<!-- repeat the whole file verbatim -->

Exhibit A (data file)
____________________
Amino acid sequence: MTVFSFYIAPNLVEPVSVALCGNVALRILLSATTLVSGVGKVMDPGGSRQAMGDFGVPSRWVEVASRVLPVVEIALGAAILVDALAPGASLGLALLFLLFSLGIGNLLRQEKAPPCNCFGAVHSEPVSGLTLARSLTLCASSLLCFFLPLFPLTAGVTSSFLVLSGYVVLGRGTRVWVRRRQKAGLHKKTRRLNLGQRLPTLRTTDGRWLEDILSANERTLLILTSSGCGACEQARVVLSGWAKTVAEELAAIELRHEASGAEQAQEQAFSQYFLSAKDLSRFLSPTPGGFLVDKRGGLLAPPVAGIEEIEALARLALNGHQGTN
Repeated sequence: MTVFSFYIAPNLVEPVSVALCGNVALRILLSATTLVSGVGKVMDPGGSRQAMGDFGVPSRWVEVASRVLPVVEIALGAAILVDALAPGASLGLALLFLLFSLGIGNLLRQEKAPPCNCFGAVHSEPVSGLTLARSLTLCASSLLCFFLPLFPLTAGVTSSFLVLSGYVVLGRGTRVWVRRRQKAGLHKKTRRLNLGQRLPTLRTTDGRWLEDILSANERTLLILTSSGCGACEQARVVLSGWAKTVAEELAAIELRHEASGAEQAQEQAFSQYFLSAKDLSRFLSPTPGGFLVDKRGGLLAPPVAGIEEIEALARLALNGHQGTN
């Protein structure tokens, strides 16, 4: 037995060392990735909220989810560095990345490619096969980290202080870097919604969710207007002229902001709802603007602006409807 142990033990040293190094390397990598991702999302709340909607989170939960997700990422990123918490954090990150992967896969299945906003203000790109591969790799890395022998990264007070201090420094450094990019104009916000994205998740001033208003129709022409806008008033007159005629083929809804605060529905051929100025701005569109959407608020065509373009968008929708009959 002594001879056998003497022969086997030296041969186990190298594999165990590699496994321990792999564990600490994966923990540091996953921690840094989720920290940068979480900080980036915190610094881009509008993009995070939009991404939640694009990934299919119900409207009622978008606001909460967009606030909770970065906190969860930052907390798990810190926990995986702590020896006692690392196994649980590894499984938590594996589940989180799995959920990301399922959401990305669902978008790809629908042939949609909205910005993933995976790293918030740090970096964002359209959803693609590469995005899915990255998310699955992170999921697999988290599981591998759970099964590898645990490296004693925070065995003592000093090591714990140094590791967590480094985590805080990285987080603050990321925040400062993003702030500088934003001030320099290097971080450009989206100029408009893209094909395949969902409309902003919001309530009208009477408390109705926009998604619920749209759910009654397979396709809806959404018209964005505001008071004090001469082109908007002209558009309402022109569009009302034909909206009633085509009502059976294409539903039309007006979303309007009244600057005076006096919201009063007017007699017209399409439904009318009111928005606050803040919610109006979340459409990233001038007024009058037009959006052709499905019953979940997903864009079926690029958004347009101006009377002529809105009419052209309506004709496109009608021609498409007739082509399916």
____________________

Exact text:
Amino acid sequence: MTVFSFYIAPNLVEPVSVALCGNVALRILLSATTLVSGVGKVMDPGGSRQAMGDFGVPSRWVEVASRVLPVVEIALGAAILVDALAPGASLGLALLFLLFSLGIGNLLRQEKAPPCNCFGAVHSEPVSGLTLARSLTLCASSLLCFFLPLFPLTAGVTSSFLVLSGYVVLGRGTRVWVRRRQKAGLHKKTRRLNLGQRLPTLRTTDGRWLEDILSANERTLLILTSSGCGACEQARVVLSGWAKTVAEELAAIELRHEASGAEQAQEQAFSQYFLSAKDLSRFLSPTPGGFLVDKRGGLLAPPVAGIEEIEALARLALNGHQGTN
Repeated sequence: MTVFSFYIAPNLVEPVSVALCGNVALRILLSATTLVSGVGKVMDPGGSRQAMGDFGVPSRWVEVASRVLPVVEIALGAAILVDALAPGASLGLALLFLLFSLGIGNLLRQEKAPPCNCFGAVHSEPVSGLTLARSLTLCASSLLCFFLPLFPLTAGVTSSFLVLSGYVVLGRGTRVWVRRRQKAGLHKKTRRLNLGQRLPTLRTTDGRWLEDILSANERTLLILTSSGCGACEQARVVLSGWAKTVAEELAAIELRHEASGAEQAQEQAFSQYFLSAKDLSRFLSPTPGGFLVDKRGGLLAPPVAGIEEIEALARLALNGHQGTN
């Protein structure tokens, strides 16, 4: 037995060392990735909220989810560095990345490619096969980290202080870097919604969710207007002229902001709802603007602006409807 142990033990040293190094390397990598991702999302709340909607989170939960997700990422990123918490954090990150992967896969299945906003203000790109591969790799890395022998990264007070201090420094450094990019104009916000994205998740001033208003129709022409806008008033007159005629083929809804605060529905051929100025701005569109959407608020065509373009968008929708009959 002594001879056998003497022969086997030296041969186990190298594999165990590699496994321990792999564990600490994966923990540091996953921690840094989720920290940068979480900080980036915190610094881009509008993009995070939009991404939640694009990934299919119900409207009622978008606001909460967009606030909770970065906190969860930052907390798990810190926990995986702590020896006692690392196994649980590894499984938590594996589940989180799995959920990301399922959401990305669902978008790809629908042939949609909205910005993933995976790293918030740090970096964002359209959803693609590469995005899915990255998310699955992170999921697999988290599981591998759970099964590898645990490296004693925070065995003592000093090591714990140094590791967590480094985590805080990285987080603050990321925040400062993003702030500088934003001030320099290097971080450009989206100029408009893209094909395949969902409309902003919001309530009208009477408390109705926009998604619920749209759910009654397979396709809806959404018209964005505001008071004090001469082109908007002209558009309402022109569009009302034909909206009633085509009502059976294409539903039309007006979303309007009244600057005076006096919201009063007017007699017209399409439904009318009111928005606050803040919610109006979340459409990233001038007024009058037009959006052709499905019953979940997903864009079926690029958004347009101006009377002529809105009419052209309506004709496109009608021609498409007739082509399916």